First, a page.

RESTON, VA--(Marketwire - Mar 8, 2012) - Nearly six million domain names were added to the Internet in the fourth quarter of 2011, bringing the total number of registered domain names to more than 225 million worldwide across all domains, according to the latest Domain Name Industry Brief, published by VeriSign, Inc. (
The increase of 5.9 million domain names equates to a growth rate of 2.7 percent over the third quarter of 2011, and marks the fourth straight quarter with greater than 2 percent growth. Registrations have grown by more than 20.4 million, or 10 percent, since the fourth quarter of 2010.
The .com and .net Top Level Domains (TLDs) experienced aggregate growth in the fourth quarter, reaching a combined total of 113.8 million names. This represents approximately a 2 percent increase in the base over the third quarter of 2011 and an 8 percent increase over the same quarter in 2010. New .com and .net registrations totaled 7.9 million during the quarter. This is a 4 percent increase year-over-year in new registrations. The .com/.net renewal rate for the fourth quarter was 73.5 percent, up from 73.3 percent for the third quarter.
Verisign's average daily Domain Name System (DNS) query load during the quarter was 64 billion, with a peak of 117 billion. Compared to the previous quarter, the daily average increased 8 percent and the peak grew 51 percent.
Domain Name Hijacking - A Serious but Manageable Threat
The latest issue of the Domain Name Industry Brief focuses on "domain name hijacking," in which perpetrators fraudulently transfer domain names by password theft or social engineering. As defined by security experts, domain name hijacking occurs when an attacker falsifies the registration data for a domain name, transferring that name away from its rightful registrant and gaining full administrative and operational control over the domain.
The brief analyzes how attackers use a wide range of techniques to hijack domain names, from spyware and keystroke loggers to "social engineering," in which scammers impersonate registrants, registrars, or other entities in the chain of trust in order to gain access to passwords and personal information.
Regardless of the technique used, the end-result for registrants is often severe. Once an attacker has full control of a domain name, they have free reign to use it for any number of nefarious purposes, from creating their own scam websites, to hosting illegal and dangerous content, to extorting the original owner.
While the danger of domain name hijacking is significant, it is a threat that can be significantly reduced with proper planning and mitigation techniques, such as:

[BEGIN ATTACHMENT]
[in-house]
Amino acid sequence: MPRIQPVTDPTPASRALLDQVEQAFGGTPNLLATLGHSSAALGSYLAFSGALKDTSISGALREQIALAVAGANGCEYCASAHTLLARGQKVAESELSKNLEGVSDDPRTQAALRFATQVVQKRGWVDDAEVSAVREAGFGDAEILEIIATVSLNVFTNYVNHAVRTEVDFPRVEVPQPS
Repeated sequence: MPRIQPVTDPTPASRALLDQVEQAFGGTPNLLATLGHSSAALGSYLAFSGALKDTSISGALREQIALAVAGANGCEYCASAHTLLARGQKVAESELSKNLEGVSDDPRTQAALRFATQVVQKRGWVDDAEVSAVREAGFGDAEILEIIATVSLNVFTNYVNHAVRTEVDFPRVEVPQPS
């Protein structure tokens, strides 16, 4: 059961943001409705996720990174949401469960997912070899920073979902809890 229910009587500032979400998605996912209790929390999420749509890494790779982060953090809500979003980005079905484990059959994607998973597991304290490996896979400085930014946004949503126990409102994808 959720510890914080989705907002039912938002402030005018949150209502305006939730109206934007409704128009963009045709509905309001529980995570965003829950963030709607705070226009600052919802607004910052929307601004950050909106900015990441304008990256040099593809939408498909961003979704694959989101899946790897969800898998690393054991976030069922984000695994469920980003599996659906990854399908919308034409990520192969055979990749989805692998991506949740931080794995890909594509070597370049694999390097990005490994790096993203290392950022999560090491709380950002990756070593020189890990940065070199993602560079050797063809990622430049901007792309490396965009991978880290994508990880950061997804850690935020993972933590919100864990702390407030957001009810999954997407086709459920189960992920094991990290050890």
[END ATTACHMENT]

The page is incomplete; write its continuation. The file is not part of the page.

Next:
Verisign publishes the Domain Name Industry Brief to provide Internet users throughout the world with significant statistical and analytical research and data on the domain name industry and the Internet as a whole. Copies of the 2011 fourth quarter Domain Name Industry Brief, as well as previous reports, can be obtained at: http://www.verisigninc.com/DNIB.
VeriSign, Inc. (
Statements in this announcement other than historical data and information constitute forward-looking statements within the meaning of Section 27A of the Securities Act of 1933 as amended and Section 21E of the Securities Exchange Act of 1934 as amended. These statements involve risks and uncertainties that could cause Verisign's actual results to differ materially from those stated or implied by such forward-looking statements. The potential risks and uncertainties include, among others, the uncertainty of future revenue and profitability and potential fluctuations in quarterly operating results due to such factors as increasing competition, pricing pressure from competing services offered at prices below our prices and changes in marketing practices including those of third-party registrars; challenging global economic conditions; challenges to ongoing privatization of Internet administration; the outcome of legal or other challenges resulting from our activities or the activities of registrars or registrants; new or existing governmental laws and regulations; changes in customer behavior, Internet platforms and web-browsing patterns; the uncertainty of whether Verisign will successfully develop and market new services; the uncertainty of whether our new services will achieve market acceptance or result in any revenues; system interruptions; security breaches; attacks on the Internet by hackers, viruses, or intentional acts of vandalism; the uncertainty of the expense and duration of transition services and requests for indemnification relating to completed divestitures; the uncertainty of whether Project Apollo will achieve its stated objectives; the impact of the introduction of new gTLDs; the uncertainty of whether the .com Registry Agreement renewal will occur by December 1, 2012, if at all; and when a Chief Financial Officer will be named. More information about potential factors that could affect the Company's business and financial results is included in Verisign's filings with the Securities and Exchange Commission, including in the Company's Annual Report on Form 10-K for the year ended December 31, 2011, Quarterly Reports on Form 10-Q and Current Reports on Form 8-K. Verisign undertakes no obligation to update any of the forward-looking statements after the date of this announcement.
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